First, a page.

If my younger son is having a snack in the high chair and my older son is playing Lego, I’ll grade a paper. While my younger one is napping and my older is getting his TV time or playing on the Kindle, I might do two more. But chances are in between those two assignments, I’ll tackle other small tasks such as checking freelance sites for work, or being productive on social media. Like this way of planning? Download your free organizer.

By shifting my focus from one task to the next, it allows me to not need a long attention span. Which is good because, again- that is very hard for a mom to do. So rather than beat myself up for not being able to focus, or getting frustrated with my kids for their normal needs, I simply decide to shift my focus. I’m reframing these interruptions to be spontaneous moments of shifting my focus. And when I can, I’ll shift it back to work.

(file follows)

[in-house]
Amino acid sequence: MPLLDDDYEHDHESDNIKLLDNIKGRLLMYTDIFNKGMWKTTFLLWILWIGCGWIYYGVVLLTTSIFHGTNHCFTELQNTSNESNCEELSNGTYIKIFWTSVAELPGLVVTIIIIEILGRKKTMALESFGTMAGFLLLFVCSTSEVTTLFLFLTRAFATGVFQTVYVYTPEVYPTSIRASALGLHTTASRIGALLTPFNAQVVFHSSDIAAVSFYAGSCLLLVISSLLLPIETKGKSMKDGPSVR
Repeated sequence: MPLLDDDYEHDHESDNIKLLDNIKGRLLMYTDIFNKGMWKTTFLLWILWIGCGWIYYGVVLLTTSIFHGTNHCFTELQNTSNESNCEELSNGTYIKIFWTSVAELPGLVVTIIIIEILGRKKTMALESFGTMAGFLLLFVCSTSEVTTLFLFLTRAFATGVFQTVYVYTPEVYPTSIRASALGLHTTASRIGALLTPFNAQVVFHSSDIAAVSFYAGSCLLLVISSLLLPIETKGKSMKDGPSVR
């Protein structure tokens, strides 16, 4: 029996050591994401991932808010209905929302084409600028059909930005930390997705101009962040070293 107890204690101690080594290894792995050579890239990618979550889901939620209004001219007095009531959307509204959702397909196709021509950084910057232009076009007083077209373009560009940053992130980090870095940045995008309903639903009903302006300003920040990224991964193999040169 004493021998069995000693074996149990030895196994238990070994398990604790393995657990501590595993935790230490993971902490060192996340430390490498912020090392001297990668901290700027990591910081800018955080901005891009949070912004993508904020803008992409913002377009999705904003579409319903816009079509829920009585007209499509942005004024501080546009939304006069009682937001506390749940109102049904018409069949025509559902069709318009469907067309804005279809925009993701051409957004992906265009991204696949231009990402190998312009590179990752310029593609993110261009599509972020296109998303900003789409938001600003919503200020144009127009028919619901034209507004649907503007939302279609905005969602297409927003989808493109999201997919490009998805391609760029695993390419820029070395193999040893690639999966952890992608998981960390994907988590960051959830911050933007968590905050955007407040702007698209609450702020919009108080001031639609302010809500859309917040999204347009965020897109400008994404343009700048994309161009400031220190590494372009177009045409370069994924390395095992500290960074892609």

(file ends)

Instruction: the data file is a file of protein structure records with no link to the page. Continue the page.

Being prepared for the day with a list of tasks helps me be able to get through my day in bite-sized chunks. Having a list filled with small tasks helps me plan for how I can be productive in small pockets of time. For example:

  • Email one particular person
  • Edit one student draft
  • Do one pin and graphic for my upcoming post
  • Read one chapter in a book
  • 1 load of laundry (which I can chunk into load, unload, fold, put away)
  • Create next week’s post
  • Write my newsletter for the week (You can join that here!!)
Moms need to be able to multitask, but is that the best way to be efficient? To be a better multitasker you need to have a singular focus that you can shift. Check out these tips to multitask and download for free organizer.